Katherine Swynford: The Story of John of Gaunt and His Scandalous Duchess by Alison Weir

  Katherine, like many mediaeval mothers, was quickly having to accustom herself to her sons going off to fight in foreign parts, for John Beaufort, meanwhile - partly financed by his father - had been permitted to travel through France with four knights towards Genoa to join the Barbary Crusade, in which he was to serve under the French Duke of Bourbon; in designating Beaufort leader of the English contingent, Bourbon tacitly acknowledged his high status. In December, after the Christian forces failed to take Al-Mahdiya, near Tunis, young John returned to England to be reunited with his family.

  With John of Gaunt in such favour, the fortunes of Geoffrey Chaucer too were in the ascendant. In July 1389, when Richard was urging the Duke to return to England, Chaucer had been appointed Clerk of the King's Works, an important post that gave him overall responsibility for improvements to royal property and the building of new royal residences. By 1390, he was supervising a large workforce employed on the restoration of the royal chapel at Windsor Castle; it was probably in that year that his precocious son Lewis was sent up to Oxford, where he may have kept company with his cousin, Henry Beaufort.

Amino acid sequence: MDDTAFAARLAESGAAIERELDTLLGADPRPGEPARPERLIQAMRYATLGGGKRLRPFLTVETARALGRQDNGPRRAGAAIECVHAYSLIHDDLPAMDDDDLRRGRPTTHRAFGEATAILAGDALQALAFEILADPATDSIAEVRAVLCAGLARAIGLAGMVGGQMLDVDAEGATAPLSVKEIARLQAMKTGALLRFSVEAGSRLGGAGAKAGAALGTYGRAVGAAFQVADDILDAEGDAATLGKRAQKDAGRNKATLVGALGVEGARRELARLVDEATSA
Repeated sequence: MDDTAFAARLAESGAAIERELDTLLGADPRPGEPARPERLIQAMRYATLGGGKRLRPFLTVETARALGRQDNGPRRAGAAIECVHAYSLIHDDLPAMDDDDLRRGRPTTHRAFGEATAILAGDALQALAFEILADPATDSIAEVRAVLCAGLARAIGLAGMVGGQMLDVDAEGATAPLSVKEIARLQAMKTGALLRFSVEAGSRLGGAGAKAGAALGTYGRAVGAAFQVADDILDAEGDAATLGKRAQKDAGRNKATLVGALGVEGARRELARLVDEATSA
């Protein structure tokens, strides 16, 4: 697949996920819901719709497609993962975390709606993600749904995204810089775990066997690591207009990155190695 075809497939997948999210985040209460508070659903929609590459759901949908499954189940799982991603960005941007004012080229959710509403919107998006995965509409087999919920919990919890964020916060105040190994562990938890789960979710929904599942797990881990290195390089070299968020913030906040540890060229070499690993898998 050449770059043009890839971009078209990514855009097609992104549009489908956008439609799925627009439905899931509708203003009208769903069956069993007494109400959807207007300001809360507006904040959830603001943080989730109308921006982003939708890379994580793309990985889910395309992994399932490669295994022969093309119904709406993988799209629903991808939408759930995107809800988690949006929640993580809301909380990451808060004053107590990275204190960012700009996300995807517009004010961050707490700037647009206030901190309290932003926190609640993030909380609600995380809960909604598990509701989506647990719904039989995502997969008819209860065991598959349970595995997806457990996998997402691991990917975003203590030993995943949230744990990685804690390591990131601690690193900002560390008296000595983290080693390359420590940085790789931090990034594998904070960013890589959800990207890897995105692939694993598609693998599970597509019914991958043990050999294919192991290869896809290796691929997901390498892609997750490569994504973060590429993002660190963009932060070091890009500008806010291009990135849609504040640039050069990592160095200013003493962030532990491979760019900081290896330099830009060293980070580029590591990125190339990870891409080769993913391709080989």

By September 1391, Chaucer had been replaced — for reasons we don't know - as Clerk of the King's Works, for at that time we find him serving as deputy forester in the royal park at North Petherton in Somerset (where in 1394-5 his son Thomas was joint petitioner in a lawsuit with his new wife, Maud Burghersh), and probably writing his most famous work, The Canterbury Tales, which was almost certainly inspired by the Decameron of Boccaccio (from which some of the tales were lifted) and a pilgrimage Chaucer had made to St Thomas a Becket's shrine at Canterbury in 1388. He had evidently been in financial difficulties for some time, but in 1394, the King granted him a life pension of £20 (£8,750), which eased matters a little, although he was to apply for advances on his income several times until 1399, which suggests he continued to struggle to make ends meet. Chaucer remained in his post at North Petherton until at least 1398, and living so far away, he is hardly likely to have had much contact with Katherine Swynford, but in the years to come, John of Gaunt and Henry of Derby were to show favour to him and his son, which may have owed more than a little to her influence.